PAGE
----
Of Romans and Milestones

In the Roman Empire, milestones were literally stones. Road builders placed stone obelisks to mark distances on highways. This practice has endured through time, and in the U.S., we now call them mile markers.

EquatorIn which hemisphere would you prefer
to be eaten by a lion?

In 1923, the Zero Milestone was erected in Washington, D.C. as the official starting point from which all U.S. road distances would be measured (although it didn’t work out that way—and it’s now just a cool granite monument in D.C.).

In a less literal sense (and without any rocks), we all mark milestones in our lives—like graduating, choosing a major, or using Canvas for the first time. Today, Instructure marked a great big milestone.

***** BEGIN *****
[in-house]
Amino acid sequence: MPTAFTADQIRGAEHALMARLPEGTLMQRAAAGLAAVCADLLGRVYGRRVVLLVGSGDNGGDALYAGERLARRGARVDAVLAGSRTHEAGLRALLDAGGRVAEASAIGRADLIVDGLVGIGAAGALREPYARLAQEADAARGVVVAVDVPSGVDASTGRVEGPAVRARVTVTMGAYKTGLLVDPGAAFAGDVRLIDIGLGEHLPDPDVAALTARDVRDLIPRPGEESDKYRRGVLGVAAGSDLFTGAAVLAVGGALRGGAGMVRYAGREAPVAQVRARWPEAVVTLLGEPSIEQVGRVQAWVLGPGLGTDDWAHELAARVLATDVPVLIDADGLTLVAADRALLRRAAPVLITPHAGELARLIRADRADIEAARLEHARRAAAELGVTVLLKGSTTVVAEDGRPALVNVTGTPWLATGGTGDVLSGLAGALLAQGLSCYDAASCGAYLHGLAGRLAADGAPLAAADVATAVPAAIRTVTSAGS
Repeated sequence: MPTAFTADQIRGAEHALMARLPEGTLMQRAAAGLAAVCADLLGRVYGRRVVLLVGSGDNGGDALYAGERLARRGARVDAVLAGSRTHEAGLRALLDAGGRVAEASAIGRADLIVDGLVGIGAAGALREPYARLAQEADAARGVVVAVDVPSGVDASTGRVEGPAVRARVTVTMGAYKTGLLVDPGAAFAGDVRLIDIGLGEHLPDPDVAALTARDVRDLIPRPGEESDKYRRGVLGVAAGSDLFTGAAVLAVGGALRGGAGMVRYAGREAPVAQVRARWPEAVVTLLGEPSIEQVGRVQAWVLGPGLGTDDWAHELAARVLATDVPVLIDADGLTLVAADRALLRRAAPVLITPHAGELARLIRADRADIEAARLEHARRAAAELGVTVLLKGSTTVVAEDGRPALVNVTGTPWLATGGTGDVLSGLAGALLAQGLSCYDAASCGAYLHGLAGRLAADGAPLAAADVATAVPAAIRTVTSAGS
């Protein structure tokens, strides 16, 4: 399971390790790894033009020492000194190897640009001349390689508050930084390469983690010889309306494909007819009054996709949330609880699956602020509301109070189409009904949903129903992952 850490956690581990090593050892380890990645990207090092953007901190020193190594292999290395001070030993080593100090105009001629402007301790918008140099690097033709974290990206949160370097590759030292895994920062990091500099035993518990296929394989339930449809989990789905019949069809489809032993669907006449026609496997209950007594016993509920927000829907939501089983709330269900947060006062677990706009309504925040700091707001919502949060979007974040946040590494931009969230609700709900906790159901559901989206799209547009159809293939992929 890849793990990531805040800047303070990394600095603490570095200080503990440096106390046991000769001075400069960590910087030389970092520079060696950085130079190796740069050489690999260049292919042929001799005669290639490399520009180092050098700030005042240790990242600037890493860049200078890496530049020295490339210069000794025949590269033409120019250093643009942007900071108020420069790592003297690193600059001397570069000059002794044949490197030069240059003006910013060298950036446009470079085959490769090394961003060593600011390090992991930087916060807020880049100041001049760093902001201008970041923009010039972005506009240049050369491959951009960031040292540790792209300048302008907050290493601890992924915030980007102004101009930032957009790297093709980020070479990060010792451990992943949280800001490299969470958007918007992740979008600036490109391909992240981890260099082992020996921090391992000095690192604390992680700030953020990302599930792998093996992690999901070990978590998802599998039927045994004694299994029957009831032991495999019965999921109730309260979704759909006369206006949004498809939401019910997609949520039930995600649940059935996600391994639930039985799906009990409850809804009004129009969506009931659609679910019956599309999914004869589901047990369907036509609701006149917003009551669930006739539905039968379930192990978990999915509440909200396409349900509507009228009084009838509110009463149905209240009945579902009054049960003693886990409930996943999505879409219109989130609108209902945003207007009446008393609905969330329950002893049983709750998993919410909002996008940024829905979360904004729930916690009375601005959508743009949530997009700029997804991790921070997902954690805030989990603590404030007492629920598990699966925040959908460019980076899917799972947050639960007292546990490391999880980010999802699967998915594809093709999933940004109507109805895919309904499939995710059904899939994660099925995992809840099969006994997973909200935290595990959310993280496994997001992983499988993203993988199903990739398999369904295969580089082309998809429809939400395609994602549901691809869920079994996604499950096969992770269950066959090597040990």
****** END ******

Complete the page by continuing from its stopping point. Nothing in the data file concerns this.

Canvas now has 7 million users worldwide. (W00t!)

We're thrilled to support teaching and learning at this scale! And one of the many great things about having 7 million users in the cloud is that we can collect so much valuable data to help us continuously improve Canvas. For example, we can learn: 

  • Where students are struggling to understand the system
  • How much of a difference changes and updates make for our users
  • Which features of Canvas are used most often
  • How and which integrations are used over time

So, stack up your obelisks, build a monument, or send a Tweet: Canvas is 7 million strong and growing everyday! (You’ll hear from us again when we reach the 8 million people marker.)

Keep Learning,
Brian

P.S. The Roman Numeral for 7,000,000 is 7mill.

P.P.S. Instructure HQ is 2,078 miles from the Zero Milestone in Washington D.C.